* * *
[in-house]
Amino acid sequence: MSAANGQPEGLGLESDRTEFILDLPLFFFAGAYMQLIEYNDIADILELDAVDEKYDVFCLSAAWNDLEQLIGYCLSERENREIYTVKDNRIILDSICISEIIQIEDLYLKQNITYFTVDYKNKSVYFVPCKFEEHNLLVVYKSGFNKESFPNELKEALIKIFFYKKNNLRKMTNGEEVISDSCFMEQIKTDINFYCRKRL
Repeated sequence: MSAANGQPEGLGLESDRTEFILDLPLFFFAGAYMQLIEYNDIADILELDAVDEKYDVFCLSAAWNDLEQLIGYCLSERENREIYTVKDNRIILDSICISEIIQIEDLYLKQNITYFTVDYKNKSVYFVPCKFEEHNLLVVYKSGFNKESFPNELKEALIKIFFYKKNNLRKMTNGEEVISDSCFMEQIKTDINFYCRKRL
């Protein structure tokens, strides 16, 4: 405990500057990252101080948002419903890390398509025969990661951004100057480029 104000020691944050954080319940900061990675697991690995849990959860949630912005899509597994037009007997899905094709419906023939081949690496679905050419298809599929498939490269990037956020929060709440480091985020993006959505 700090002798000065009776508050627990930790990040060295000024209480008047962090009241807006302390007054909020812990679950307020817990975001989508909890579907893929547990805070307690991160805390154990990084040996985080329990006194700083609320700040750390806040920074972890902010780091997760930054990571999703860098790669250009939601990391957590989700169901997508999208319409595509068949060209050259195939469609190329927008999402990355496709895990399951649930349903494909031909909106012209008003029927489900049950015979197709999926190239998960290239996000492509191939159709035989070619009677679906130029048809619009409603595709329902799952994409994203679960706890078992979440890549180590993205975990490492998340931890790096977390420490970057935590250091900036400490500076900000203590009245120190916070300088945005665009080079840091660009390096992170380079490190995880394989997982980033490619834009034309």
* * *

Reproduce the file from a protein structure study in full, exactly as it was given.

[in-house]
Amino acid sequence: MSAANGQPEGLGLESDRTEFILDLPLFFFAGAYMQLIEYNDIADILELDAVDEKYDVFCLSAAWNDLEQLIGYCLSERENREIYTVKDNRIILDSICISEIIQIEDLYLKQNITYFTVDYKNKSVYFVPCKFEEHNLLVVYKSGFNKESFPNELKEALIKIFFYKKNNLRKMTNGEEVISDSCFMEQIKTDINFYCRKRL
Repeated sequence: MSAANGQPEGLGLESDRTEFILDLPLFFFAGAYMQLIEYNDIADILELDAVDEKYDVFCLSAAWNDLEQLIGYCLSERENREIYTVKDNRIILDSICISEIIQIEDLYLKQNITYFTVDYKNKSVYFVPCKFEEHNLLVVYKSGFNKESFPNELKEALIKIFFYKKNNLRKMTNGEEVISDSCFMEQIKTDINFYCRKRL
């Protein structure tokens, strides 16, 4: 405990500057990252101080948002419903890390398509025969990661951004100057480029 104000020691944050954080319940900061990675697991690995849990959860949630912005899509597994037009007997899905094709419906023939081949690496679905050419298809599929498939490269990037956020929060709440480091985020993006959505 700090002798000065009776508050627990930790990040060295000024209480008047962090009241807006302390007054909020812990679950307020817990975001989508909890579907893929547990805070307690991160805390154990990084040996985080329990006194700083609320700040750390806040920074972890902010780091997760930054990571999703860098790669250009939601990391957590989700169901997508999208319409595509068949060209050259195939469609190329927008999402990355496709895990399951649930349903494909031909909106012209008003029927489900049950015979197709999926190239998960290239996000492509191939159709035989070619009677679906130029048809619009409603595709329902799952994409994203679960706890078992979440890549180590993205975990490492998340931890790096977390420490970057935590250091900036400490500076900000203590009245120190916070300088945005665009080079840091660009390096992170380079490190995880394989997982980033490619834009034309």